None of the recordings of the event necessarily covers the entire duration of the event, and hence it is not possible for any one of the audio components of the video recordings to serve as a master or reference track to which all the others can be aligned. Nonetheless, it is possible to align all the recordings provided a few conditions are satisfied: first, collectively the recordings from all the cameras must cover the duration of the whole event (or at least the part of the event which will be covered by the final video production); second, there must be sufficient temporal overlap between nearby cameras (which have sufficiently similar audio tracks) in order to do partial alignments of audio recordings from those cameras.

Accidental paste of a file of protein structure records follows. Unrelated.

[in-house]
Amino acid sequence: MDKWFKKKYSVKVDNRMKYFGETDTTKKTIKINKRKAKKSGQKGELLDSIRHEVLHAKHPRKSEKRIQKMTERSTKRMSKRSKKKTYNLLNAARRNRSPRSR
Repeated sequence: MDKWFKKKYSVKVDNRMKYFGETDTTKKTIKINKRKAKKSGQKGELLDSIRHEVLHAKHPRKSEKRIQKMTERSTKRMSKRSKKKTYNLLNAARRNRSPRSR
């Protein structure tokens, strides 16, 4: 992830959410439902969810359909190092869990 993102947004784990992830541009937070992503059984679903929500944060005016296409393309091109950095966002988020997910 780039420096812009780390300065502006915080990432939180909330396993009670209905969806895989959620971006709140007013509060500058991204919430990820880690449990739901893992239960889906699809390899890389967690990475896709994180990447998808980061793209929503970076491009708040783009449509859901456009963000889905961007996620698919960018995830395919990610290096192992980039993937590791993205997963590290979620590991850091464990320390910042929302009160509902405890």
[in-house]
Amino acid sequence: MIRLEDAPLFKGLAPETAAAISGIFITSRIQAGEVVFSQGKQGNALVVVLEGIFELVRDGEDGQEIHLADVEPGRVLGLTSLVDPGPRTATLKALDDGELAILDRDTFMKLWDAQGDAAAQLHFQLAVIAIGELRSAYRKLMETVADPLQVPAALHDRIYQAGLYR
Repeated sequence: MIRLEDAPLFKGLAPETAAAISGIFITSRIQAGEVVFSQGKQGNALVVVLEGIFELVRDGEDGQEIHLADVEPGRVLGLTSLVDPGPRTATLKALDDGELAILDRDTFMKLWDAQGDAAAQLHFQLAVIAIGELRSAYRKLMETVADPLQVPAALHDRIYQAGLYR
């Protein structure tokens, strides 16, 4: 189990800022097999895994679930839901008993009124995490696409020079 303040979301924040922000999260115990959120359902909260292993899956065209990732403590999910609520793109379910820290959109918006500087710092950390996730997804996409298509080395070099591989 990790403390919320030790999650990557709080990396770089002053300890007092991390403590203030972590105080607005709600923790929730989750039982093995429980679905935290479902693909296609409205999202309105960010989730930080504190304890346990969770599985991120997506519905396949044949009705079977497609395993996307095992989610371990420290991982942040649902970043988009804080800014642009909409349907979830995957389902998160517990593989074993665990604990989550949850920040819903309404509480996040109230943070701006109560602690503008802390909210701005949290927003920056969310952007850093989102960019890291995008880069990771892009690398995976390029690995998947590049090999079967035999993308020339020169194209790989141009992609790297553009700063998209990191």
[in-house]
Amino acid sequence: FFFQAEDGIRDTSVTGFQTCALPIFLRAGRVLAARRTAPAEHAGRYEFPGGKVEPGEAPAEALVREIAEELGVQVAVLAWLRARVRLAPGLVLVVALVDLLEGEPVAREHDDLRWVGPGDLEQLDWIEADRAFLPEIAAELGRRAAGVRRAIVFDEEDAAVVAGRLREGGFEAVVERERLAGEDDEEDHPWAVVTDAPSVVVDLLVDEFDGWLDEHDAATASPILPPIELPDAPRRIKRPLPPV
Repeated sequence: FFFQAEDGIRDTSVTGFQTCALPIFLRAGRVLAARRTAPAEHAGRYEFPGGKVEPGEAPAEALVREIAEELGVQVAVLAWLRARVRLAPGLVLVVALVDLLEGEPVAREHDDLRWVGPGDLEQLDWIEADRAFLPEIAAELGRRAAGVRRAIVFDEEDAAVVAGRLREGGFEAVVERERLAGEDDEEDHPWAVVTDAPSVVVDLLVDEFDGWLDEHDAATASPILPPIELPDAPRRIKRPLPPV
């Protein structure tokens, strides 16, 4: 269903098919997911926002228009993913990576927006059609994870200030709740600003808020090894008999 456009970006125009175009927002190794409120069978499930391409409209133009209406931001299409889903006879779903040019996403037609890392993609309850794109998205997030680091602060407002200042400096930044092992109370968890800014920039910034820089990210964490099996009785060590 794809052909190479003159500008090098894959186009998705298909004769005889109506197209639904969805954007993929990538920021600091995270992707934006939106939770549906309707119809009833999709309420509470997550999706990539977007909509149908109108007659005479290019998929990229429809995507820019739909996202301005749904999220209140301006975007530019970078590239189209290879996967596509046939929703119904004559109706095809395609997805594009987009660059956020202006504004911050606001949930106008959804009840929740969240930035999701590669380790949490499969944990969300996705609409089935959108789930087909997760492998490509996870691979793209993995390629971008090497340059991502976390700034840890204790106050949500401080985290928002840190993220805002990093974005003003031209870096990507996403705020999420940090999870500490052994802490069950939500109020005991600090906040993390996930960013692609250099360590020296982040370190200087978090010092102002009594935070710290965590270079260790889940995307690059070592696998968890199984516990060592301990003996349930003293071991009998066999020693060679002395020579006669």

For the case illustrated in FIG. 8, for example, suppose cameras 801 and 802 are sufficiently close that the audio they capture would allow temporal alignment of temporally-overlapping clips from those two cameras. Suppose that cameras 801 and 803 are far enough apart that the audio they capture is too different to permit reliable alignment based on their audio tracks. Alignment of the clips captured by cameras 801 and 803 is still possible by aligning the clips from both those cameras to clips captured with a third camera that is close enough to both of them, in this case camera 802.